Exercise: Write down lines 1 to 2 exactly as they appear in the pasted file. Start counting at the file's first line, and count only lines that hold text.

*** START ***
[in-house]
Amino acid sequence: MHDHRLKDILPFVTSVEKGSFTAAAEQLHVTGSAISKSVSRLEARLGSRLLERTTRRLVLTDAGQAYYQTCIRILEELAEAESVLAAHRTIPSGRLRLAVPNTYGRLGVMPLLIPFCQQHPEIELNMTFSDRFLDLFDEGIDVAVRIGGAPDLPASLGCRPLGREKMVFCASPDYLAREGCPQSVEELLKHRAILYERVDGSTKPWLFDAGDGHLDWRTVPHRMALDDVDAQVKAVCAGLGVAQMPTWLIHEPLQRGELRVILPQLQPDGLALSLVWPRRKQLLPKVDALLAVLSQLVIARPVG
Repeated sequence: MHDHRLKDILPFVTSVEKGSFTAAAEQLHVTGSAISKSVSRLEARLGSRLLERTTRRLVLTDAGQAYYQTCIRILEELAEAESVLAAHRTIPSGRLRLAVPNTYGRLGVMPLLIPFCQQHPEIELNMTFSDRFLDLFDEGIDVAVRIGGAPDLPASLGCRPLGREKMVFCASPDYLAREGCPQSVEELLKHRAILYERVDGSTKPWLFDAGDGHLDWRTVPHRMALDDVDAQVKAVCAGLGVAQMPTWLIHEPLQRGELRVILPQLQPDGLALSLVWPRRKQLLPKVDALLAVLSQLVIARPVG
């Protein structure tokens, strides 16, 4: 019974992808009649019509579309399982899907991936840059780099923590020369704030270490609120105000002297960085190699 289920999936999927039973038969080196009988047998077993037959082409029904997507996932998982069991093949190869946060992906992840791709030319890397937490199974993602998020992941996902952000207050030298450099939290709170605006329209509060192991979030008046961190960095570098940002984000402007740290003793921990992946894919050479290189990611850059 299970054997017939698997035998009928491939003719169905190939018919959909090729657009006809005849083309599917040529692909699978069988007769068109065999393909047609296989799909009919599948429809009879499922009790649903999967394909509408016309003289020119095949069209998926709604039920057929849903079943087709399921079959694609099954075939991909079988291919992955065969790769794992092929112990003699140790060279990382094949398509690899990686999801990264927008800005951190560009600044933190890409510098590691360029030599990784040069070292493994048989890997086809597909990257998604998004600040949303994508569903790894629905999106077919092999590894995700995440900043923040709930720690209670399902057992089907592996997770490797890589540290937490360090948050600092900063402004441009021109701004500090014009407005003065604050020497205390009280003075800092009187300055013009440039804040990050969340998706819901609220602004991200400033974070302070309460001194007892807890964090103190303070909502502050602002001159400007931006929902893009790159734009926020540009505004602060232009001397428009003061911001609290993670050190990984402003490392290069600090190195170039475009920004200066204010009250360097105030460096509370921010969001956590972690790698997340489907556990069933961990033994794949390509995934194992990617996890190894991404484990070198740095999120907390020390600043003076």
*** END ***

[in-house]
Amino acid sequence: MHDHRLKDILPFVTSVEKGSFTAAAEQLHVTGSAISKSVSRLEARLGSRLLERTTRRLVLTDAGQAYYQTCIRILEELAEAESVLAAHRTIPSGRLRLAVPNTYGRLGVMPLLIPFCQQHPEIELNMTFSDRFLDLFDEGIDVAVRIGGAPDLPASLGCRPLGREKMVFCASPDYLAREGCPQSVEELLKHRAILYERVDGSTKPWLFDAGDGHLDWRTVPHRMALDDVDAQVKAVCAGLGVAQMPTWLIHEPLQRGELRVILPQLQPDGLALSLVWPRRKQLLPKVDALLAVLSQLVIARPVG